Part 4: Christmas Traditions

Read these memories from the beginning.

Within a month, the boys returned to Australia and they came to stay with me for a week. I wanted to do Christmas then, but they said not to bother. Christmas had been horrible and boring (not because of the way they had celebrated with their father, but because of the fact that we were not all together) and they felt it was best to just forget it for that year.

Barry ended up staying with me for good after that visit, but Daniel returned to his father. Another Christmas came around, and Gary, Barry and I invented a new tradition.

Gary was the complete opposite to me and Barry. He hates the hype of Christmas and isn’t interested in trees and lights. He happily helped bring in all the boxes, but that’s where his job ended and ours began.

Barry would press play on the CD player, Christmas songs would fill the room. Gary would roll his eyes and make a quick exit and then Barry and I would begin assembling the tree.

In all honesty, nothing much changed. I still had the job of putting the lights onto the tree first. Every year, Barry would pick up the first length of tinsel, grin at me, and say, “I know, drape don’t wrap.” We went through the same procedure – lights, tinsel, ornaments, star, Santa.

At some stage, Barry or I would corner Gary and force him into helping. Gary, grudgingly, would pick up an ornament, place it on the tree and then say, “There, I’ve helped”, before he disappeared again.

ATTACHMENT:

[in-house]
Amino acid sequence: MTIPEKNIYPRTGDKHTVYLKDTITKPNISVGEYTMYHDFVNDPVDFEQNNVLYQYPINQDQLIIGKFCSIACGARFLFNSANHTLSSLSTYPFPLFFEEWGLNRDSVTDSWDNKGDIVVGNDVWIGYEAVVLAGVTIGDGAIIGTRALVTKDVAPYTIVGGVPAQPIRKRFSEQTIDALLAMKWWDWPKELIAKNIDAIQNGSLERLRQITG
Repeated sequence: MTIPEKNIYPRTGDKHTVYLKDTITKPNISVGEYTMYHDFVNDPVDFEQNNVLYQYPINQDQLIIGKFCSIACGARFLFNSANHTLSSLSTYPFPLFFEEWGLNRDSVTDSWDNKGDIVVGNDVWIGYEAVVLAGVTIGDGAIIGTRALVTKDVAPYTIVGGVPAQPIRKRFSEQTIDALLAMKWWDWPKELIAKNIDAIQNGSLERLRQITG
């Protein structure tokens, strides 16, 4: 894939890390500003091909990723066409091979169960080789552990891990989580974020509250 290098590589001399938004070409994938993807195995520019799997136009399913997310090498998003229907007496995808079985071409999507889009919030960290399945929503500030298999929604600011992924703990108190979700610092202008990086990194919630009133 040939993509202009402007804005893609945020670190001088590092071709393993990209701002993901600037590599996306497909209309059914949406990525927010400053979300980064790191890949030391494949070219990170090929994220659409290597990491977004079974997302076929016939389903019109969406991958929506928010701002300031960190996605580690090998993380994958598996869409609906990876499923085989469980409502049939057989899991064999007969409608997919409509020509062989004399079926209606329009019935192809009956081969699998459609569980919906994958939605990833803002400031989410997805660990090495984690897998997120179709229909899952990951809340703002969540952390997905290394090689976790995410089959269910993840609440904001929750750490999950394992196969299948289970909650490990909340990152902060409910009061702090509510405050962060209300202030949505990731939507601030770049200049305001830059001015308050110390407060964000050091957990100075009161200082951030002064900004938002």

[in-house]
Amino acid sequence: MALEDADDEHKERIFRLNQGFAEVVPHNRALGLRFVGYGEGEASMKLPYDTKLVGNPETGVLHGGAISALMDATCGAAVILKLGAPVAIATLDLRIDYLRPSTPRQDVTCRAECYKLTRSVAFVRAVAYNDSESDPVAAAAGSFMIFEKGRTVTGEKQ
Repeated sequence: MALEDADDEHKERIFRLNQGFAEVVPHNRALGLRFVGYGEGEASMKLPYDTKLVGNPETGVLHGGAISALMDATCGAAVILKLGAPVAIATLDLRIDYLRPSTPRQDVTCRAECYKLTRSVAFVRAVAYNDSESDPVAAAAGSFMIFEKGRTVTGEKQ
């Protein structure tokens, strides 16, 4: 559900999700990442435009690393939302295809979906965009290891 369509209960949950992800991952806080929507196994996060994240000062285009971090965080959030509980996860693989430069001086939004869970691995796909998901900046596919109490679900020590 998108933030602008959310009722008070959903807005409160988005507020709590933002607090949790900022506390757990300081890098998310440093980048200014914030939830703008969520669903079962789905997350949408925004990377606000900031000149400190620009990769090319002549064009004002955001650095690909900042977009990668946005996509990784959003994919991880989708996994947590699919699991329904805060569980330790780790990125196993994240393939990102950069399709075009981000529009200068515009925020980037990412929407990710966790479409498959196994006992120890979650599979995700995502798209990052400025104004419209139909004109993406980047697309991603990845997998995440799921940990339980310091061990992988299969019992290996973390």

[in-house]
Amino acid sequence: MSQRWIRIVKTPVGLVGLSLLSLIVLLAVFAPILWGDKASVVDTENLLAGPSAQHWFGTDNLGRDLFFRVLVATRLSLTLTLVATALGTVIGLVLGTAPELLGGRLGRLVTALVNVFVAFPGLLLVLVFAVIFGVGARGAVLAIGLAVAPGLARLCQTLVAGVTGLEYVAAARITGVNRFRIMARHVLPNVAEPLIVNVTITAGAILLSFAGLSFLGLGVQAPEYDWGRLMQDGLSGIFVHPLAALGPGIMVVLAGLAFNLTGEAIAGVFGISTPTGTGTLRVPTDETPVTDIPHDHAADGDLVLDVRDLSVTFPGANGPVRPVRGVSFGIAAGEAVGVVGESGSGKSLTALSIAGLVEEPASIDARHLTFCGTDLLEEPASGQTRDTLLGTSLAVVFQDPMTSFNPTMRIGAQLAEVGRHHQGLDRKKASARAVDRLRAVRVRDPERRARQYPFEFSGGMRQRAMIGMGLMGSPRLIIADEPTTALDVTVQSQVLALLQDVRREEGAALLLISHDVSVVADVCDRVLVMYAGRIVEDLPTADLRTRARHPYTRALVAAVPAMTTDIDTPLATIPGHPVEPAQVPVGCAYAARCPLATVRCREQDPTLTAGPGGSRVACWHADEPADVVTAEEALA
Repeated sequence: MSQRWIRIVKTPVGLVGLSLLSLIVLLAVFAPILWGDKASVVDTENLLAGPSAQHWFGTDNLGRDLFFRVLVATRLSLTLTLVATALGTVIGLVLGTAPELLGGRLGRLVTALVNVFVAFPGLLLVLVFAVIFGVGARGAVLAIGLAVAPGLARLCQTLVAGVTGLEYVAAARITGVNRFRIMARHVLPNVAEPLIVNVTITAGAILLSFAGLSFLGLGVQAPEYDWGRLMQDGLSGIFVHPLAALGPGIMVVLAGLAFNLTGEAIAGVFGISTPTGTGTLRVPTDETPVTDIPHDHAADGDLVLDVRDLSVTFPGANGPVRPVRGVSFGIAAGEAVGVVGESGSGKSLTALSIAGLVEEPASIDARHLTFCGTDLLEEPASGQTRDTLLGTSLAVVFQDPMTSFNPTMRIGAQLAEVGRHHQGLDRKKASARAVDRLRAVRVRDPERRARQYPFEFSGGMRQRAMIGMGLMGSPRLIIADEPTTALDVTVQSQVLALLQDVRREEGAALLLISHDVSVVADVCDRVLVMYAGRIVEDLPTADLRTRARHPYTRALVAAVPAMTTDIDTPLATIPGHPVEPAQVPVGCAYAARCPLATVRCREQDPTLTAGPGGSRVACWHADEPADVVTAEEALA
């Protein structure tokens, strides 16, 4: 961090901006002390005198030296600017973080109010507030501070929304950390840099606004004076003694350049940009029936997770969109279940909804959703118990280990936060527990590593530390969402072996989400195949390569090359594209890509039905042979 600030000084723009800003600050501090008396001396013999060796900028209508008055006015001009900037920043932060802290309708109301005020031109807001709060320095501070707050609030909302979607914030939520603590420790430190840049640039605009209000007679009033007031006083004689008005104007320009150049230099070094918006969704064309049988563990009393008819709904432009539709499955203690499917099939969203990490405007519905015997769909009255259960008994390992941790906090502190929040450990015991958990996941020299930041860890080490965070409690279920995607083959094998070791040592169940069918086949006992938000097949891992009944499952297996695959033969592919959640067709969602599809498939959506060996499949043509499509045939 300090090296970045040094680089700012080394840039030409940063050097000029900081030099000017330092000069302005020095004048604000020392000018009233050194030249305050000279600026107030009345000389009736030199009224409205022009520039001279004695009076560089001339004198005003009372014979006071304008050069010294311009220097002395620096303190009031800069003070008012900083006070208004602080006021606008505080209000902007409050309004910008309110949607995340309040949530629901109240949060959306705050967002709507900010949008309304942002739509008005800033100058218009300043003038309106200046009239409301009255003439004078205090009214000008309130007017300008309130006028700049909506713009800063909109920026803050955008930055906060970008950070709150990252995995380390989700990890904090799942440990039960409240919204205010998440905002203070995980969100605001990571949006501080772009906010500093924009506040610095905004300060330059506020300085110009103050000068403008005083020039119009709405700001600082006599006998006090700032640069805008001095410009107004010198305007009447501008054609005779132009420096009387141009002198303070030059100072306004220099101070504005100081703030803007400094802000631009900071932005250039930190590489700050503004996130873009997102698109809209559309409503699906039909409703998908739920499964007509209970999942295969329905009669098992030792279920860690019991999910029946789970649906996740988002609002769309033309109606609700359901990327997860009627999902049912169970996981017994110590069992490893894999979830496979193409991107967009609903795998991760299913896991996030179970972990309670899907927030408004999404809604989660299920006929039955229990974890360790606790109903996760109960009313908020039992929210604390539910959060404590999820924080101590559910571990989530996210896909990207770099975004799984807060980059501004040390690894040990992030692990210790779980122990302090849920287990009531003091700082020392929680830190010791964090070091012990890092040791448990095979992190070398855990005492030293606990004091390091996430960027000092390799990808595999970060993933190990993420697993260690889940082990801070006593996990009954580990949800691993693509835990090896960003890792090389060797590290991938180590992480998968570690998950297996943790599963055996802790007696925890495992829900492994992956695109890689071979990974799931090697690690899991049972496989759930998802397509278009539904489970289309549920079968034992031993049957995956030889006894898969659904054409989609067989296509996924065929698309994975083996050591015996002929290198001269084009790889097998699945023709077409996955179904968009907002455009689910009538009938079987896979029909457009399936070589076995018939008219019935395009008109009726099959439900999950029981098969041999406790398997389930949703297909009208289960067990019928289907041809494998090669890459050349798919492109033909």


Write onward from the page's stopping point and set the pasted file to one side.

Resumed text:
Only two things changed. One was the number of presents under the tree. Before, when the boys were young, they would get lots of cheaper priced presents. They didn’t cost a fortune, but it looked a look under the tree. But now, the boys were older and cheaper presents didn’t cut it anymore. They no longer would be seen in public in cheap “no-name” clothing, it had to be the best – the most expensive. They didn’t want cheap cardboard games, or plastic swords, or cloth tents anymore. They wanted expensive Playstation games, or the latest release DVD’s and music CD’s instead. In reality, I spent more money on them than I ever had in the past, but they had little to show for it.

The other thing to change was how we celebrated the day itself. We no longer lived by the beach. In fact, we lived inland. It was hotter and drier than ever before. Cooking lots of meat no longer appealed to me, because of the heat. I had been the organiser of Christmas for many years, because I wanted it to be special for my children, but I suddenly wanted a break from this tradition too. No one else wanted to do it, so we decided to have Christmas lunch at a restaurant instead.

These are two small changes, but they made a huge difference. My boys were older; the magic wasn’t quite as alive as it had been before. On Christmas morning the room didn’t overflow with presents. And sitting in a restaurant isn’t as pleasant as sitting on a beach.

The Christmas spirit had started to fade.

What made it worse was the fact that Daniel always had Christmas lunch with his father, and Barry always had Christmas lunch with me. They missed each other, but they didn’t want to have to chose between two parents they loved. It breaks my heart to think about that, but they refused to do it any other way. However, I did see both the boys on Christmas Day. Daniel would come over in the morning, or (more likely) in the late afternoon. Afterwards, Barry would go with Daniel to see his dad, so it’s not like I never saw Daniel on Christmas Day.

Continued in Part 5

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